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The white biscuit porcelain models assembled here exhibit a collector's refined taste for sculptural white porcelain. The models were at one point exhibited in the family home, wall-mounted on brackets to form an elegant display. All the more interesting, then, that many of the pieces are rare productions by the Buen Retiro factory and its sister factories at Capodimonte and Naples.
The story of the Buen Retiro factory (1760-1808) is without parallel. In 1738, four years after he became the King of Naples, Carlo III married the Saxon Princess Maria Amalia, a granddaughter of Augustus the Strong, the founder of the Meissen porcelain factory. In 1743 Carlo founded his own porcelain factory at Capodimonte which he funded himself and viewed as his own personal property. When he became the King of Spain in 1759 he moved his court to Madrid, and was determined not to leave his porcelain factory behind. Amazingly, he took the factory with him to Spain, installing it in a former palace in the Buen Retiro park in Madrid.
The Italian potters brought everything they needed with them by sea, moving all the necessary equipment and even bringing the materials for the manufacture of the porcelain itself. Capodimonte porcelain is justly famed for its beautiful soft, creamy paste, and this was reproduced exactly at Buen Retiro in the early years. The use of imported Italian clay seems to have halted sometime in the mid 1760's, and subsequently other locally-sourced clays were employed. These produced a somewhat coarser cream-coloured body, until 1803, when the factory switched to hard-paste porcelain production.
As the potters and modellers were those who had worked in Italy, using many of the same moulds, techniques and designs, the forms as well as the material were initially almost indistinguishable from those of Capodimonte. Further confusion has been caused by the continuous use of the Bourbon badge of the fleur-de-lys as the factory marks at both factories, making it difficult to distinguish between the two productions.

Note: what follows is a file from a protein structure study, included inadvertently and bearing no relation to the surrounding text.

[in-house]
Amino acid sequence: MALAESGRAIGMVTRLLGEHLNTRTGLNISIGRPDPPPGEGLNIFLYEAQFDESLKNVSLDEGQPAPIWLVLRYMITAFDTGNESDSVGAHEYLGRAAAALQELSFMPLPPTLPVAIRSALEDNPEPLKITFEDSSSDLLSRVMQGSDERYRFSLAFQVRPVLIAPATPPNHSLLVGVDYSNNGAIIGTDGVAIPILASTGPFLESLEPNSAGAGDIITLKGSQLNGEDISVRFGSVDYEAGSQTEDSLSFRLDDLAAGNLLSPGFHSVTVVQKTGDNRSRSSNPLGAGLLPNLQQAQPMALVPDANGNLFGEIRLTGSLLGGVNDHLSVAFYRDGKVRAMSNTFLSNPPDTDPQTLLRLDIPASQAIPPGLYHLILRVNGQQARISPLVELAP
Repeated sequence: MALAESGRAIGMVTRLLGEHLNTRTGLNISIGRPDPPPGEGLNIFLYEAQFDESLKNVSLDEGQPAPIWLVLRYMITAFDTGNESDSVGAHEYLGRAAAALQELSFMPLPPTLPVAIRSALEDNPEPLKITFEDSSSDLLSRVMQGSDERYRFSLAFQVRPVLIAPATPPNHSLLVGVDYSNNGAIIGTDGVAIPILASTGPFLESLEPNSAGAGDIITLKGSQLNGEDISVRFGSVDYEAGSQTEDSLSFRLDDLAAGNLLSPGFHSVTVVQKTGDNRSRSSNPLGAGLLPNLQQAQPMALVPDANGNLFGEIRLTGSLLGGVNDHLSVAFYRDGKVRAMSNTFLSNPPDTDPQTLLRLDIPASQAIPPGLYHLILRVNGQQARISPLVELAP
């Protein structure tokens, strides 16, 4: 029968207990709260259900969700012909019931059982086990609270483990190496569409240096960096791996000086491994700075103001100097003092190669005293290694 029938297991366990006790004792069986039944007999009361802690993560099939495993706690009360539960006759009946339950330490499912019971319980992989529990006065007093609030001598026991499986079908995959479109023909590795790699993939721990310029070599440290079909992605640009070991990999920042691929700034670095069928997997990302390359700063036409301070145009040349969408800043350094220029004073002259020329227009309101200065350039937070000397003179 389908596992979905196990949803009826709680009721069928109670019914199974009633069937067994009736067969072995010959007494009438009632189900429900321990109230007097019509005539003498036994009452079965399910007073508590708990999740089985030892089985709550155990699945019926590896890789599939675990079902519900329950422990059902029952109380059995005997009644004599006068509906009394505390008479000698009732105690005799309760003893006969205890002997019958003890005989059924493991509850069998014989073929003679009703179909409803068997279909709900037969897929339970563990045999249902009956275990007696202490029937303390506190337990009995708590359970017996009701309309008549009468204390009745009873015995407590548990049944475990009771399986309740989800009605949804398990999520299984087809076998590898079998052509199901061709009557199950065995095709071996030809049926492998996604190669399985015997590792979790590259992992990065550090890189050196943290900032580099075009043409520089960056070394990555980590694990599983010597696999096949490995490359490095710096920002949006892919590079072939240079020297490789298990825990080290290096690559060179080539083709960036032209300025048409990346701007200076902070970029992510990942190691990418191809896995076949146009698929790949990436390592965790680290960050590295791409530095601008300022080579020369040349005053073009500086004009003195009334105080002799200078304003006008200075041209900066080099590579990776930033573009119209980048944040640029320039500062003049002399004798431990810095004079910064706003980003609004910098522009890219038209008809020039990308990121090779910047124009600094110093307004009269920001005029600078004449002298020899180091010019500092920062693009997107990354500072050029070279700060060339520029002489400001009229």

The renowned modeller Giuseppe Gricci followed the factory's move from Italy to Spain. He is particularly famed for his true-to-life peasant subjects, of which there is an important example within this collection. In Spain he continued to work on important projects for the King, creating two astonishing porcelain rooms for the Royal Palaces that were even more ambitious and successful than those he had created in Italy. The porcelain room in the Palace of Aranjuez (1760-65) has a rococo chinoiserie theme, with a porcelain ceiling supporting a great chandelier, the panelled walls enclosing mirrors framed by chinoiserie figures modelled with great vivacity. The room at the palace in Madrid (1766-71) reflects a more neo-classical spirit, with architectural elements supporting cherubs and suspending drapery and garlands between urns.
The fascinating history of the Buen Retiro factory, encompassing its origin in the Capodimonte factory, the genius of Gricci, the flowering of the exuberant rococo and the progression to a more elegant neoclassicism, is most eminently illustrated by this collection.